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Essential health and safety for home workers

Employers have a duty to protect the health and safety of all employees, including homeworkers. The Emprocom team has put together some health and safety guidelines for those now working from home.

17 March 2020

Employers have a duty to protect the health and safety of all employees, including homeworkers. The Emprocom team has put together some health and safety guidelines for those now working from home.

Assessing the risks:

• A risk assessment must be carried out which identifies the hazards relating to the homeworkers’ work activities and whether enough steps have been taken to prevent harm to them or to anyone else who may be affected by their work

• It may be necessary for the employer to visit their homeworkers to carry out a risk assessment particularly for higher risk work, however a system of self-assessment that is supported by photographs and detailed descriptions, may be adequate

• When deciding who may be affected by the work done at home and how they may be affected, this should include the homeworker and members of the household, including family members and visitors

• Appropriate steps need to be taken to eliminate or reduce any identified risks and if the employer has five or more employees the assessment must be written down. To ensure that the controls remain adequate the risk assessment must be reviewed periodically

• The risk assessment must pay attention to homeworkers who are new and expectant mothers. Risks include those to the unborn child or to the child of a woman who is still breast feeding, not just risks to the mother herself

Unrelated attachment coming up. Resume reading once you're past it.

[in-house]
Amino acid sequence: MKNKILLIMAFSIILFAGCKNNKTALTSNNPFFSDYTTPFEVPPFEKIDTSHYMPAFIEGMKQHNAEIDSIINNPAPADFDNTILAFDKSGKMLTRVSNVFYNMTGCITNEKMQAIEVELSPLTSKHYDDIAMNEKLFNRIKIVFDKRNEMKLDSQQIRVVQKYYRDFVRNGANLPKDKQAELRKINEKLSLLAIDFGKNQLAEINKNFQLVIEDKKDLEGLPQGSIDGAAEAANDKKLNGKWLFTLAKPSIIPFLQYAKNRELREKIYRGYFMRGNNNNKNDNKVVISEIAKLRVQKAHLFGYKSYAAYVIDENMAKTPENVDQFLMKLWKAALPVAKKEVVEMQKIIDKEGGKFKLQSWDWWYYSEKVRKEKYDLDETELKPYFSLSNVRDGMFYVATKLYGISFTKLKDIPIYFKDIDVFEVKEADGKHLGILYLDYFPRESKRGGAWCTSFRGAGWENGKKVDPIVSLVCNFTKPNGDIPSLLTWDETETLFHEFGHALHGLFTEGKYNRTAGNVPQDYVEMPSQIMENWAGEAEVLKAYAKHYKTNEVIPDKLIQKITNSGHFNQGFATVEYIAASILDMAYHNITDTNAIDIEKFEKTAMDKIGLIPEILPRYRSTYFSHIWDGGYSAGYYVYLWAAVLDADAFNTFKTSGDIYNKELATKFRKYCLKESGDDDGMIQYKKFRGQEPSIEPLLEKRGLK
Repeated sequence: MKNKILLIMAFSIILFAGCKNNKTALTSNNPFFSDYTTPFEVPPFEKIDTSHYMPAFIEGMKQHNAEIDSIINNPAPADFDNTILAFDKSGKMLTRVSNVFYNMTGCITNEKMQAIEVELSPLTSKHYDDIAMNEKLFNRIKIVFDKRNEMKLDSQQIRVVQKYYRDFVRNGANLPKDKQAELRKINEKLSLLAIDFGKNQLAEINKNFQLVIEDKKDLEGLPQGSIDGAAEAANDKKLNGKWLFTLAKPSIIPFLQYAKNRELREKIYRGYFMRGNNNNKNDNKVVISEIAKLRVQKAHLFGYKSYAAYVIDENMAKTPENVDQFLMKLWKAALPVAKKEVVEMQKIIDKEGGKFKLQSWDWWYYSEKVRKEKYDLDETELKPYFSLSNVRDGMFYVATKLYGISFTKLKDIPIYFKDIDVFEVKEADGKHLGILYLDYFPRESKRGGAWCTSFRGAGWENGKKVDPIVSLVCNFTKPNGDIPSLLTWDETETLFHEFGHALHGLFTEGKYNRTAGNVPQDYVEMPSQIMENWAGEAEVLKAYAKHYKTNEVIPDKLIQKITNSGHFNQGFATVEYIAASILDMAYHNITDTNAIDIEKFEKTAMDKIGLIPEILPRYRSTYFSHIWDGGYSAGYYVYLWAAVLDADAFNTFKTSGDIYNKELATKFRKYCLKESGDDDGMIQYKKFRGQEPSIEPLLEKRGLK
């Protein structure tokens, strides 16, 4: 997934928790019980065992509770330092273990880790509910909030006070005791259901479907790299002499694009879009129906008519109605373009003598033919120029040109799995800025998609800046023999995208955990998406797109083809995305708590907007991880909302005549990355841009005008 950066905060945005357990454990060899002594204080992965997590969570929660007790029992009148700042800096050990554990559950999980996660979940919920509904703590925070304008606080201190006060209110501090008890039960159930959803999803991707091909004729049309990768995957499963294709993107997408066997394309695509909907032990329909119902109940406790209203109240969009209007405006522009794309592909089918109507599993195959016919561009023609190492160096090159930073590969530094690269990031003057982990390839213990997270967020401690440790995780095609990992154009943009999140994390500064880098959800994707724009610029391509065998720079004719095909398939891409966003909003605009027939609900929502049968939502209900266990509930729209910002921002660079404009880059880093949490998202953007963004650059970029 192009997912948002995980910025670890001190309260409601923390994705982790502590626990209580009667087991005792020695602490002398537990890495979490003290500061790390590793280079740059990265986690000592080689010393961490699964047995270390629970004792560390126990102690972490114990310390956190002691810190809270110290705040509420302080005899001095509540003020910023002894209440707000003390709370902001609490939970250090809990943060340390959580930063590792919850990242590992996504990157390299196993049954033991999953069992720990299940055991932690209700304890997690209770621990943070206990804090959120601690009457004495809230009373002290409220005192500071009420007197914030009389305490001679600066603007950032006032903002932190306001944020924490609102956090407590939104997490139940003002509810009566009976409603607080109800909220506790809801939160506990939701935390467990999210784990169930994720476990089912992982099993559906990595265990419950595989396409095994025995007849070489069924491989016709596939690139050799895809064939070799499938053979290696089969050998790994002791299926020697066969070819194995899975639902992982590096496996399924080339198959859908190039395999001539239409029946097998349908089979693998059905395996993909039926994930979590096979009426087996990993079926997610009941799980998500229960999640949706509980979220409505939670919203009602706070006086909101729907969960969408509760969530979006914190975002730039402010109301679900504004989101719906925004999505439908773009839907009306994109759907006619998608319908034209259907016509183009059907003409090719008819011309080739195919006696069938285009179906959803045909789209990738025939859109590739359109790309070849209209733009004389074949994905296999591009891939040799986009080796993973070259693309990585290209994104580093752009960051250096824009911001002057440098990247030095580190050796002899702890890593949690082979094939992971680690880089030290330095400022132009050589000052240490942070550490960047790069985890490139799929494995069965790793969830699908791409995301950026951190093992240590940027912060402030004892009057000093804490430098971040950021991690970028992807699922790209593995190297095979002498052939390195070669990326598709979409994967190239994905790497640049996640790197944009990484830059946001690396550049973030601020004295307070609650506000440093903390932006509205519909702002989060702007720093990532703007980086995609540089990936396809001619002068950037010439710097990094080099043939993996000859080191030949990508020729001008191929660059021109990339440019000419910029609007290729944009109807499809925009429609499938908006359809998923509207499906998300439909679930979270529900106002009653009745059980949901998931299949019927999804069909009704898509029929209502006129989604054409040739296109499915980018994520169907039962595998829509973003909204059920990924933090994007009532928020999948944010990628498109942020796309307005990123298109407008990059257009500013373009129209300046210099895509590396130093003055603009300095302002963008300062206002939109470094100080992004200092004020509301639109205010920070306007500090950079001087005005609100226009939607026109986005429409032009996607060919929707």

The most common health problems experienced by homeworkers are headaches, back/neck ache and eyestrain.

Some commons hazards associated with homeworking are:

• Manual handling – loads that are heavy, bulky, difficult to grasp or unstable; awkward lifting, reaching or handling; pushing or pulling; repetitive handling with insufficient rest breaks; twisting and stooping

• Use of work equipment at home – incorrect equipment for the job, insufficient provision of training or information, lack of maintenance, insufficient controls/guards, failure to provide suitable and sufficient; personal protective equipment

• Using electrical equipment at home

• Using substances and materials

• Fire safety, particularly if the working area is above the ground floor

• Working with DSE

• Mental wellbeing with limited social contact

If homeworkers use electrical equipment provided by the employer as part of their work the employer is responsible for its maintenance. Employers are only responsible for the equipment they supply. Employers are not responsible for any electrical sockets and other parts of the homeworkers’ domestic electrical system.

The employer must give consideration to any first aid needs of the homeworker.

Please see our resource centre for a homeworkers policy and display screen assessment. If you would like help or assistance in developing a risk assessment to your particular needs please get in touch.

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